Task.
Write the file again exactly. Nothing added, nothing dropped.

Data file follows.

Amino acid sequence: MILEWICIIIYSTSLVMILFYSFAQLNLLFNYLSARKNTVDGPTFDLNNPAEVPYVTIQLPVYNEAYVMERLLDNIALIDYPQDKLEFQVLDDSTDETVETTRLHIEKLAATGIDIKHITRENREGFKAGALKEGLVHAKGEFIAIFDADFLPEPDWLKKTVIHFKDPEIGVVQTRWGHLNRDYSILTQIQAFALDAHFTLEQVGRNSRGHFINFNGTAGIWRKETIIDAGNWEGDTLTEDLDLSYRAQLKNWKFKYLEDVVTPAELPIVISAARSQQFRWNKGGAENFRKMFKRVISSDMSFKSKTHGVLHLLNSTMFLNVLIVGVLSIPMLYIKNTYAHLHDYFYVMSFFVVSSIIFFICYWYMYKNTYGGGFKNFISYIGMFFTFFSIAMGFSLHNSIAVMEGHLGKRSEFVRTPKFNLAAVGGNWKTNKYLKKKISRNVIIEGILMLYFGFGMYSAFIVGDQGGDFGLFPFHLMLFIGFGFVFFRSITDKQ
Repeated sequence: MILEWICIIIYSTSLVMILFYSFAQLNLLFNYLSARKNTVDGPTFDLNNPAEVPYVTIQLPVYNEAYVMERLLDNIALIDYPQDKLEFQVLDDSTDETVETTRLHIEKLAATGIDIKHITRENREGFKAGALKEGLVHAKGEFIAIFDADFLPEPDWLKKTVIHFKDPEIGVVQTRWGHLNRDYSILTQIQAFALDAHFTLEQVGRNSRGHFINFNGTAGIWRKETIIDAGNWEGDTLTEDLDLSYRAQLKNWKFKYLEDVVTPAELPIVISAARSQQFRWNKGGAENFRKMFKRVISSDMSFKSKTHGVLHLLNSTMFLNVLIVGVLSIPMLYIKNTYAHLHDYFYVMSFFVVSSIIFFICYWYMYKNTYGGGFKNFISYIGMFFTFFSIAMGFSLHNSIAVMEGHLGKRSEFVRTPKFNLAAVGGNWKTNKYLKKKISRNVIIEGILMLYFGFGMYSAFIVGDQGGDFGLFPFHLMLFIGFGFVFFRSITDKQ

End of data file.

Amino acid sequence: MILEWICIIIYSTSLVMILFYSFAQLNLLFNYLSARKNTVDGPTFDLNNPAEVPYVTIQLPVYNEAYVMERLLDNIALIDYPQDKLEFQVLDDSTDETVETTRLHIEKLAATGIDIKHITRENREGFKAGALKEGLVHAKGEFIAIFDADFLPEPDWLKKTVIHFKDPEIGVVQTRWGHLNRDYSILTQIQAFALDAHFTLEQVGRNSRGHFINFNGTAGIWRKETIIDAGNWEGDTLTEDLDLSYRAQLKNWKFKYLEDVVTPAELPIVISAARSQQFRWNKGGAENFRKMFKRVISSDMSFKSKTHGVLHLLNSTMFLNVLIVGVLSIPMLYIKNTYAHLHDYFYVMSFFVVSSIIFFICYWYMYKNTYGGGFKNFISYIGMFFTFFSIAMGFSLHNSIAVMEGHLGKRSEFVRTPKFNLAAVGGNWKTNKYLKKKISRNVIIEGILMLYFGFGMYSAFIVGDQGGDFGLFPFHLMLFIGFGFVFFRSITDKQ
Repeated sequence: MILEWICIIIYSTSLVMILFYSFAQLNLLFNYLSARKNTVDGPTFDLNNPAEVPYVTIQLPVYNEAYVMERLLDNIALIDYPQDKLEFQVLDDSTDETVETTRLHIEKLAATGIDIKHITRENREGFKAGALKEGLVHAKGEFIAIFDADFLPEPDWLKKTVIHFKDPEIGVVQTRWGHLNRDYSILTQIQAFALDAHFTLEQVGRNSRGHFINFNGTAGIWRKETIIDAGNWEGDTLTEDLDLSYRAQLKNWKFKYLEDVVTPAELPIVISAARSQQFRWNKGGAENFRKMFKRVISSDMSFKSKTHGVLHLLNSTMFLNVLIVGVLSIPMLYIKNTYAHLHDYFYVMSFFVVSSIIFFICYWYMYKNTYGGGFKNFISYIGMFFTFFSIAMGFSLHNSIAVMEGHLGKRSEFVRTPKFNLAAVGGNWKTNKYLKKKISRNVIIEGILMLYFGFGMYSAFIVGDQGGDFGLFPFHLMLFIGFGFVFFRSITDKQ